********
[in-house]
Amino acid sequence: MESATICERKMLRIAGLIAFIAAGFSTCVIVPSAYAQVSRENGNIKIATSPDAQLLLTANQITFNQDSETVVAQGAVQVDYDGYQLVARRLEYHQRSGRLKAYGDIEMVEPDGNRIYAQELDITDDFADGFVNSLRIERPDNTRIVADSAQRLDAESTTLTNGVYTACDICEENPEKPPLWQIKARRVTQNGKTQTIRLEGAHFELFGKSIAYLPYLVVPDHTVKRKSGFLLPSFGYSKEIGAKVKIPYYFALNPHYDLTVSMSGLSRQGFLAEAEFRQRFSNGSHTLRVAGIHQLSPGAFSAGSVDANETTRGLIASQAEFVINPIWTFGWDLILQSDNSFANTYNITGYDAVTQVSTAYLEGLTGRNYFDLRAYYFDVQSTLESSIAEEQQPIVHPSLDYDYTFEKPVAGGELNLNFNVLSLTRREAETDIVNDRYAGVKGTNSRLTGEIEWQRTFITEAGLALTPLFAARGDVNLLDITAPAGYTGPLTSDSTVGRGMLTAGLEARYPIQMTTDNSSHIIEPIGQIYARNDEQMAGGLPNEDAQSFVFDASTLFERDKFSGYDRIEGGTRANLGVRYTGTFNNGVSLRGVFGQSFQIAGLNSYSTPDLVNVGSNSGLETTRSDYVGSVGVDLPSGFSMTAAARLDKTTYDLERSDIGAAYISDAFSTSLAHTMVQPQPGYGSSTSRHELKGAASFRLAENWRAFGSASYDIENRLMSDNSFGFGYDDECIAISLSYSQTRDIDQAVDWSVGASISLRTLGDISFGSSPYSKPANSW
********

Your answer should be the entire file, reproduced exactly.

[in-house]
Amino acid sequence: MESATICERKMLRIAGLIAFIAAGFSTCVIVPSAYAQVSRENGNIKIATSPDAQLLLTANQITFNQDSETVVAQGAVQVDYDGYQLVARRLEYHQRSGRLKAYGDIEMVEPDGNRIYAQELDITDDFADGFVNSLRIERPDNTRIVADSAQRLDAESTTLTNGVYTACDICEENPEKPPLWQIKARRVTQNGKTQTIRLEGAHFELFGKSIAYLPYLVVPDHTVKRKSGFLLPSFGYSKEIGAKVKIPYYFALNPHYDLTVSMSGLSRQGFLAEAEFRQRFSNGSHTLRVAGIHQLSPGAFSAGSVDANETTRGLIASQAEFVINPIWTFGWDLILQSDNSFANTYNITGYDAVTQVSTAYLEGLTGRNYFDLRAYYFDVQSTLESSIAEEQQPIVHPSLDYDYTFEKPVAGGELNLNFNVLSLTRREAETDIVNDRYAGVKGTNSRLTGEIEWQRTFITEAGLALTPLFAARGDVNLLDITAPAGYTGPLTSDSTVGRGMLTAGLEARYPIQMTTDNSSHIIEPIGQIYARNDEQMAGGLPNEDAQSFVFDASTLFERDKFSGYDRIEGGTRANLGVRYTGTFNNGVSLRGVFGQSFQIAGLNSYSTPDLVNVGSNSGLETTRSDYVGSVGVDLPSGFSMTAAARLDKTTYDLERSDIGAAYISDAFSTSLAHTMVQPQPGYGSSTSRHELKGAASFRLAENWRAFGSASYDIENRLMSDNSFGFGYDDECIAISLSYSQTRDIDQAVDWSVGASISLRTLGDISFGSSPYSKPANSW